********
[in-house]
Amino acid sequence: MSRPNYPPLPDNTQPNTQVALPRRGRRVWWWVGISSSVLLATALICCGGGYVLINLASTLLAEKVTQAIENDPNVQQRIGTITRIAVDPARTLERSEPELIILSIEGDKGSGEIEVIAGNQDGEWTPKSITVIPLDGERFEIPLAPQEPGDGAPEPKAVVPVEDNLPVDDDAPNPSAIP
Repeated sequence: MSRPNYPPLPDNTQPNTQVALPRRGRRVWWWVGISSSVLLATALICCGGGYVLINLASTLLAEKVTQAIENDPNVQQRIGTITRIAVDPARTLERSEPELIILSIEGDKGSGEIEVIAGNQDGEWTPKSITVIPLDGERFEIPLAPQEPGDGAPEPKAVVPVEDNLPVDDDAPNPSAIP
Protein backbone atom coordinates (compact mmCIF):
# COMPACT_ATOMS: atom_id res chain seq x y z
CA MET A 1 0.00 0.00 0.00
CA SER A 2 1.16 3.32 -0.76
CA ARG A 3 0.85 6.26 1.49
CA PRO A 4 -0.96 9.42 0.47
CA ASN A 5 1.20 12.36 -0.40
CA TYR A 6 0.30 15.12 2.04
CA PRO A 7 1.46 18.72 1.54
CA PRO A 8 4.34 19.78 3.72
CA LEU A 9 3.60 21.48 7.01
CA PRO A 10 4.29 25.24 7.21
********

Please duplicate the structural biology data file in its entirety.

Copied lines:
[in-house]
Amino acid sequence: MSRPNYPPLPDNTQPNTQVALPRRGRRVWWWVGISSSVLLATALICCGGGYVLINLASTLLAEKVTQAIENDPNVQQRIGTITRIAVDPARTLERSEPELIILSIEGDKGSGEIEVIAGNQDGEWTPKSITVIPLDGERFEIPLAPQEPGDGAPEPKAVVPVEDNLPVDDDAPNPSAIP
Repeated sequence: MSRPNYPPLPDNTQPNTQVALPRRGRRVWWWVGISSSVLLATALICCGGGYVLINLASTLLAEKVTQAIENDPNVQQRIGTITRIAVDPARTLERSEPELIILSIEGDKGSGEIEVIAGNQDGEWTPKSITVIPLDGERFEIPLAPQEPGDGAPEPKAVVPVEDNLPVDDDAPNPSAIP
Protein backbone atom coordinates (compact mmCIF):
# COMPACT_ATOMS: atom_id res chain seq x y z
CA MET A 1 0.00 0.00 0.00
CA SER A 2 1.16 3.32 -0.76
CA ARG A 3 0.85 6.26 1.49
CA PRO A 4 -0.96 9.42 0.47
CA ASN A 5 1.20 12.36 -0.40
CA TYR A 6 0.30 15.12 2.04
CA PRO A 7 1.46 18.72 1.54
CA PRO A 8 4.34 19.78 3.72
CA LEU A 9 3.60 21.48 7.01
CA PRO A 10 4.29 25.24 7.21